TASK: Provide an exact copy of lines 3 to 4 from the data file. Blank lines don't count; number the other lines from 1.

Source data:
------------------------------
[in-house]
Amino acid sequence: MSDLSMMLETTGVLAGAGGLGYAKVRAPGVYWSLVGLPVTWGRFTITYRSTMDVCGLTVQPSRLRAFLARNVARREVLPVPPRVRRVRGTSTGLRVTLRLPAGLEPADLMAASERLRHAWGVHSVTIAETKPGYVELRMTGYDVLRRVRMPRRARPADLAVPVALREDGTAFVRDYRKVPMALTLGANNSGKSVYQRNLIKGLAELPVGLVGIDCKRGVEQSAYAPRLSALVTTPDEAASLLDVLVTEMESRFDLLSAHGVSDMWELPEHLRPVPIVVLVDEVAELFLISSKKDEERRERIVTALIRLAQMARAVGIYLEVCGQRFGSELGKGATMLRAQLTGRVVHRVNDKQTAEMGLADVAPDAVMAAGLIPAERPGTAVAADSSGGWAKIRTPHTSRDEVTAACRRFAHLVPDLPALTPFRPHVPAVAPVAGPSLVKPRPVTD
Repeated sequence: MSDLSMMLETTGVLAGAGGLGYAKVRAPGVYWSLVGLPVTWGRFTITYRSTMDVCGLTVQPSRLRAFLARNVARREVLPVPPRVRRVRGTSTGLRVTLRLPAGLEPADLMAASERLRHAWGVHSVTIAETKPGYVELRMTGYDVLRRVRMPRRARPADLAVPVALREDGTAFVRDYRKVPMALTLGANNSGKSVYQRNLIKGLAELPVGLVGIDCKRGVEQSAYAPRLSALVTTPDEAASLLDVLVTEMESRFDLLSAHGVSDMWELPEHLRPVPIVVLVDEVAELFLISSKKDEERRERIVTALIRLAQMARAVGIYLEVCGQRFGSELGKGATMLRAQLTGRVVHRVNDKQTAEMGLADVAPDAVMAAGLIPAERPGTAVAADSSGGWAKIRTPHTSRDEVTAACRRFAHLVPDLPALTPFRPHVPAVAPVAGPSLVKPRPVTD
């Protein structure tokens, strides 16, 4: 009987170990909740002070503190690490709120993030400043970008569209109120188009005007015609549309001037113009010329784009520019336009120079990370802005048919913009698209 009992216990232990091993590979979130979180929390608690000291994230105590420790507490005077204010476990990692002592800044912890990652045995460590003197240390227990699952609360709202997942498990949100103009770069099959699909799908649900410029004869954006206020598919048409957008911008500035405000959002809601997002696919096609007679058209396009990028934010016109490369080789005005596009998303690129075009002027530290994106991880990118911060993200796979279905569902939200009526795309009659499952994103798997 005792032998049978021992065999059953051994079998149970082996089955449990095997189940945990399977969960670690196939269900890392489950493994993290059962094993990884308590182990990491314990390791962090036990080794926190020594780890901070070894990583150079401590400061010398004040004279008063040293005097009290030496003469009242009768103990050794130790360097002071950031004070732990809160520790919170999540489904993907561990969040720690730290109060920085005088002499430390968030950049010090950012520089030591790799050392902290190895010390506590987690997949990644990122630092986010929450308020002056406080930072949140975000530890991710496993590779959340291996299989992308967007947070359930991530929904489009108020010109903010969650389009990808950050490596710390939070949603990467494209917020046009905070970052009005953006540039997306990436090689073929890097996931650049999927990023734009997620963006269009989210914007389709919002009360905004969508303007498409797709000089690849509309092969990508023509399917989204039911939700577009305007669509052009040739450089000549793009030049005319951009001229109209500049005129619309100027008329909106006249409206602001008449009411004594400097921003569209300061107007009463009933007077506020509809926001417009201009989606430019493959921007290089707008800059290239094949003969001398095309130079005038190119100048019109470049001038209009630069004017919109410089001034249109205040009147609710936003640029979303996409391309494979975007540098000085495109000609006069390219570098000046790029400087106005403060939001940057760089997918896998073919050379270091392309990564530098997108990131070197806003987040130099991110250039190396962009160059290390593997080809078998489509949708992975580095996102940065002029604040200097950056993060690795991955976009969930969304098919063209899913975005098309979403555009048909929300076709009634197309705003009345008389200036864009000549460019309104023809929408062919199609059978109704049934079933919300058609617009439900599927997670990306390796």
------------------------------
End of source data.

Repeated sequence: MSDLSMMLETTGVLAGAGGLGYAKVRAPGVYWSLVGLPVTWGRFTITYRSTMDVCGLTVQPSRLRAFLARNVARREVLPVPPRVRRVRGTSTGLRVTLRLPAGLEPADLMAASERLRHAWGVHSVTIAETKPGYVELRMTGYDVLRRVRMPRRARPADLAVPVALREDGTAFVRDYRKVPMALTLGANNSGKSVYQRNLIKGLAELPVGLVGIDCKRGVEQSAYAPRLSALVTTPDEAASLLDVLVTEMESRFDLLSAHGVSDMWELPEHLRPVPIVVLVDEVAELFLISSKKDEERRERIVTALIRLAQMARAVGIYLEVCGQRFGSELGKGATMLRAQLTGRVVHRVNDKQTAEMGLADVAPDAVMAAGLIPAERPGTAVAADSSGGWAKIRTPHTSRDEVTAACRRFAHLVPDLPALTPFRPHVPAVAPVAGPSLVKPRPVTD
């Protein structure tokens, strides 16, 4: 009987170990909740002070503190690490709120993030400043970008569209109120188009005007015609549309001037113009010329784009520019336009120079990370802005048919913009698209 009992216990232990091993590979979130979180929390608690000291994230105590420790507490005077204010476990990692002592800044912890990652045995460590003197240390227990699952609360709202997942498990949100103009770069099959699909799908649900410029004869954006206020598919048409957008911008500035405000959002809601997002696919096609007679058209396009990028934010016109490369080789005005596009998303690129075009002027530290994106991880990118911060993200796979279905569902939200009526795309009659499952994103798997 005792032998049978021992065999059953051994079998149970082996089955449990095997189940945990399977969960670690196939269900890392489950493994993290059962094993990884308590182990990491314990390791962090036990080794926190020594780890901070070894990583150079401590400061010398004040004279008063040293005097009290030496003469009242009768103990050794130790360097002071950031004070732990809160520790919170999540489904993907561990969040720690730290109060920085005088002499430390968030950049010090950012520089030591790799050392902290190895010390506590987690997949990644990122630092986010929450308020002056406080930072949140975000530890991710496993590779959340291996299989992308967007947070359930991530929904489009108020010109903010969650389009990808950050490596710390939070949603990467494209917020046009905070970052009005953006540039997306990436090689073929890097996931650049999927990023734009997620963006269009989210914007389709919002009360905004969508303007498409797709000089690849509309092969990508023509399917989204039911939700577009305007669509052009040739450089000549793009030049005319951009001229109209500049005129619309100027008329909106006249409206602001008449009411004594400097921003569209300061107007009463009933007077506020509809926001417009201009989606430019493959921007290089707008800059290239094949003969001398095309130079005038190119100048019109470049001038209009630069004017919109410089001034249109205040009147609710936003640029979303996409391309494979975007540098000085495109000609006069390219570098000046790029400087106005403060939001940057760089997918896998073919050379270091392309990564530098997108990131070197806003987040130099991110250039190396962009160059290390593997080809078998489509949708992975580095996102940065002029604040200097950056993060690795991955976009969930969304098919063209899913975005098309979403555009048909929300076709009634197309705003009345008389200036864009000549460019309104023809929408062919199609059978109704049934079933919300058609617009439900599927997670990306390796």